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18 messages
03/11/2013 at 17:12

I remember Ma getting a couple of trailer loads in for the veg garden many many moons ago.  Does anyone use it nowadays?

Our veg patch is a fairly neutral very free-draining loam and takes a lot of watering.  I'm using bought in FYM and our home-made compost and leafmould which is improving the soil structure, but I'm wondering whether spent mushroom compost would be a good addition?

What do you think?


03/11/2013 at 18:04

I get 30 sacks of it every year from a mushroom farm near High Wycombe. It's pretty cheap, and has transformed the garden over the years. Because it contains chalk it is no good if you want to put it around acid-loving plants, but the brassicas at the allotment love it!

03/11/2013 at 18:07

I don't know about the effects on the soil but we got mushrooms which made it worthwhile. Years ago though, probably all sterilised and dead now in case we catch something

03/11/2013 at 18:30

I remember Ma getting mushrooms from hers - a definite plus  

Think I shall investigate further ............... 

Anyone else with experience/views?

03/11/2013 at 20:05

Always had a huge lorry or trailer load of mushroom compost every year.  Mushroom farms locally until about 4 yeas ago.  Perfect for veg patch.  Applied it thick...6" or the autumn and in spring I cultivated it into the soil surface.  Produced superb crops without weeds.  Also used it as thick mulch around everything ESP hellebores.  Except couple of camellias I grow.  Azaleas, pieris. Rhodos etc grow in large pots and kept away from mushroom compost.

Mushroom farms not so prolific.  Now amd then I get load of manure too as well as recycled compost from the council.  

High in lime but low in nutrients.  To allow for any chemicals in it......always bought as organic mushroom compost......I apply in autumn and allow the winter rains to wash it through the soil so that come the spring the compost is "clean"

03/11/2013 at 20:09

So I need to organise myself next year and get some delivered  next autumn.  Wonder if I can get it bagged - only a narrow access to the back garden.

03/11/2013 at 20:22

I get mine in 50 or 75 litre bags, you should be OK with those, Dove.

I'm sure you will find plenty of suppliers on-line.

03/11/2013 at 20:30

Cheers Pentillie 

There used to be lots of mushroom farms around East Anglia in the 50s and 60s - all those WW2 airfields with empty aircraft hangars which got turned into mushroom sheds.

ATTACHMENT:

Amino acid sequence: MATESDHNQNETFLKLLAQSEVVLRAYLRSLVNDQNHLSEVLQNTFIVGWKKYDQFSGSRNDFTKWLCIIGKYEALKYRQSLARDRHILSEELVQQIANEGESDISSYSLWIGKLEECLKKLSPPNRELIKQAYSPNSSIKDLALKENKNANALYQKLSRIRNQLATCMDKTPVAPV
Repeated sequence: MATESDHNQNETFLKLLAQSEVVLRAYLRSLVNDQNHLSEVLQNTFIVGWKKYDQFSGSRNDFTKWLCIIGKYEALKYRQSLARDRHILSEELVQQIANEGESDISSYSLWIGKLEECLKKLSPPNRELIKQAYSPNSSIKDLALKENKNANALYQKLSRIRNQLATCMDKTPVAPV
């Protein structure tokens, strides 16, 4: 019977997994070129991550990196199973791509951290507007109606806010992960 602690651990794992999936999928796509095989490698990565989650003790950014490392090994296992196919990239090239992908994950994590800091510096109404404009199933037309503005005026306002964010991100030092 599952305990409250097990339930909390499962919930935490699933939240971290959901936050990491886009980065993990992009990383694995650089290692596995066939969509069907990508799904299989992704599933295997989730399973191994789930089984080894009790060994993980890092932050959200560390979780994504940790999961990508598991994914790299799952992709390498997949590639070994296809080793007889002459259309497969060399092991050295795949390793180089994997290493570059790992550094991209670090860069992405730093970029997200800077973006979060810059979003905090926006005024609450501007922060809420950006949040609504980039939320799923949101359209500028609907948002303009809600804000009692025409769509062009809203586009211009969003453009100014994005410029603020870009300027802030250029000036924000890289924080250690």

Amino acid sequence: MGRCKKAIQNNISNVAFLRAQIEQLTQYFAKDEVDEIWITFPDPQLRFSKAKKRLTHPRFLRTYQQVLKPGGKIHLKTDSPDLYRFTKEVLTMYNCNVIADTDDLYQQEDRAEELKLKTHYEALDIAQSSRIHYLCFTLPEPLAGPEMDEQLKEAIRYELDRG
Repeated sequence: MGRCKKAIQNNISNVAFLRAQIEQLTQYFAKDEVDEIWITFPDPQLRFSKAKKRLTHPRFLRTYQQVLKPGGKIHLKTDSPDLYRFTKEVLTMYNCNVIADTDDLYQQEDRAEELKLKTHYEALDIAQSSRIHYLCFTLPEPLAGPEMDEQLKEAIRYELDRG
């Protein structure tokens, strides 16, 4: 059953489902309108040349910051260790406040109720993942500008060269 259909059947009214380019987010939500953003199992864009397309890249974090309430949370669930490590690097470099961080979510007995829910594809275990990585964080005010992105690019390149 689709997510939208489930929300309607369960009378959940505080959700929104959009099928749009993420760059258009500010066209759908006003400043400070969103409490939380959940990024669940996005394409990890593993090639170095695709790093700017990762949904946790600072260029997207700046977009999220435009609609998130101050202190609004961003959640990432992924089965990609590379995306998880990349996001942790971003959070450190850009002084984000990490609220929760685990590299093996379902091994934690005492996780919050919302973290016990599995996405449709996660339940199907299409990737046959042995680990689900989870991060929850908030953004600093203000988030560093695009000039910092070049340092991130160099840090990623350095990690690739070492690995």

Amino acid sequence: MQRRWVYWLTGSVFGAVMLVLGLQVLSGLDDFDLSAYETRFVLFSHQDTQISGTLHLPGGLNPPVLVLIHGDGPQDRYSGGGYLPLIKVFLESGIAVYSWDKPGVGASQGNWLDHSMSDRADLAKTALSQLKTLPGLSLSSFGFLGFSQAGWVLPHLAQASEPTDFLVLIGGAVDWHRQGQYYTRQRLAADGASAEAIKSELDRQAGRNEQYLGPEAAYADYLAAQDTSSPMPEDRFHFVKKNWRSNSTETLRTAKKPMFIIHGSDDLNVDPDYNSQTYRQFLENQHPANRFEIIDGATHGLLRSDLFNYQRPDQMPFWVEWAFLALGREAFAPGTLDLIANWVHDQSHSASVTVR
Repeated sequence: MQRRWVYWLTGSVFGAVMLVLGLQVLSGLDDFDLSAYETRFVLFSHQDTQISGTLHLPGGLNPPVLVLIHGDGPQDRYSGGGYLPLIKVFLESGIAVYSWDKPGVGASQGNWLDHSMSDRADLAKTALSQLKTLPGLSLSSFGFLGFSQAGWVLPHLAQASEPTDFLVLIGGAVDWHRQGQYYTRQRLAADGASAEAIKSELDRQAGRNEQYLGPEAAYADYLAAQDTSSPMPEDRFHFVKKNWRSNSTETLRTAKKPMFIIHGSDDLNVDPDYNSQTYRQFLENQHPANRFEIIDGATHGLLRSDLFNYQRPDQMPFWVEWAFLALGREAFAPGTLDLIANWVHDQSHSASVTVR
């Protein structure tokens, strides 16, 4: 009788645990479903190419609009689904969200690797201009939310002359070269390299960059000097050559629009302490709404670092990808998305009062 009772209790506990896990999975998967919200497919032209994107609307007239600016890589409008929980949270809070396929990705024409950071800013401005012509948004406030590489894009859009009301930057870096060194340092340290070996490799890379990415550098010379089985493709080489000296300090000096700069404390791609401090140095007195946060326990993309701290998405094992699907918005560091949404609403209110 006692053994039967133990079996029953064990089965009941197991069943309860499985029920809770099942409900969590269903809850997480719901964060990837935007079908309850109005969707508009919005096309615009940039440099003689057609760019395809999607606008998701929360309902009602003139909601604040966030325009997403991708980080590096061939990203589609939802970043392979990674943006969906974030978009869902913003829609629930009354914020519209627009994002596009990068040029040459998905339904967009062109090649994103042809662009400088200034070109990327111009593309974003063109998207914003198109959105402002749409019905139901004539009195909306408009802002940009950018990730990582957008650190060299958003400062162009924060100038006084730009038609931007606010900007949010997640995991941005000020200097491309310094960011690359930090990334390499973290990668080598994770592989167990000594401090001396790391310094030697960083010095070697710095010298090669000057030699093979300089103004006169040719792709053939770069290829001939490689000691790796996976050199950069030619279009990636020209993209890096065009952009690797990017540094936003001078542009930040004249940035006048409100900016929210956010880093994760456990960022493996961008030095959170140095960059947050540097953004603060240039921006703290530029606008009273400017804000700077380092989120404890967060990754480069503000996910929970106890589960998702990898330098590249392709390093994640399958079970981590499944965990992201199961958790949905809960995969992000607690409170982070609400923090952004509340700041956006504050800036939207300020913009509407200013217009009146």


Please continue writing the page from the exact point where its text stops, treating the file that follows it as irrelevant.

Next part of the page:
03/11/2013 at 20:34

I make all my own compost but used mushroom compost on a flower bed a couple of years ago, flowers seemed to like it, it was slighlty clay soil and I dug the mushroom compost in. The bed is teeming with worms now.

It cost's about £1.10 a bag here, a local nursery sells it. There are two local mushroom farms so I suspect it can brobably be got for free.

03/11/2013 at 20:42

Yay, looks like I've found a supplier

03/11/2013 at 21:54

Decide first folks if you want to keep your soil acid.  If so. Avoid mushroom compost.  Most of the soil in Cornwall, away from the coast,'is acid ....Blue hydrangeas, camellias,,azaleas, Rhodos, etc therefore flourishes.......and using mushroom compost would spoil those plants.

03/11/2013 at 22:21

Not acid here Verdun - blue hydrangeas in pots in this garden 

11/02/2015 at 09:47

Hi gardeners 

So iv put my mushroom compost on in ealy autumn then planted my onion and garlic sets a few weeks later i wasnt aware that there was so much lime in this compost what other veg apart from ppotatoes should i avoid and will beetroot be ok ? 


Ally kay central scotland

11/02/2015 at 11:17

Good link Dove and close to you, is the dog up for grabs as well!!

11/02/2015 at 11:24

Think he might moult a bit too much for OH's chest! 

11/02/2015 at 12:52

Ally, I think most salad crops will be fine.  You applied in early autumn and much of that lime ...even impurities......will have been washed out.  

For sowings now though I would cultivate the mushroom compost into the top soil by "scratching" a few times to mix it.  It helps break down any lumps.  You can remove any chalk lumps you see too at this time 

11/02/2015 at 21:51

Would mushroom compost be ok with brassica's.

The guy on the neighbouring allotment said there could be some clubfoot on my plot and suggested I limed the ground where brassica's are to be planted. He's had the neighbourig plot for over 30 years so what he said probably has some legs. He plants his brassica's in holes filled with soot and lime mixed, has anyone tried this and does it work.

If mushroom compost has lime in it would this be just as good?

11/02/2015 at 23:23

Yep zoomer I think it would be just as good.  

Club root is the bane of those gardening on acidic soils and rarely affects alkaline ones.  

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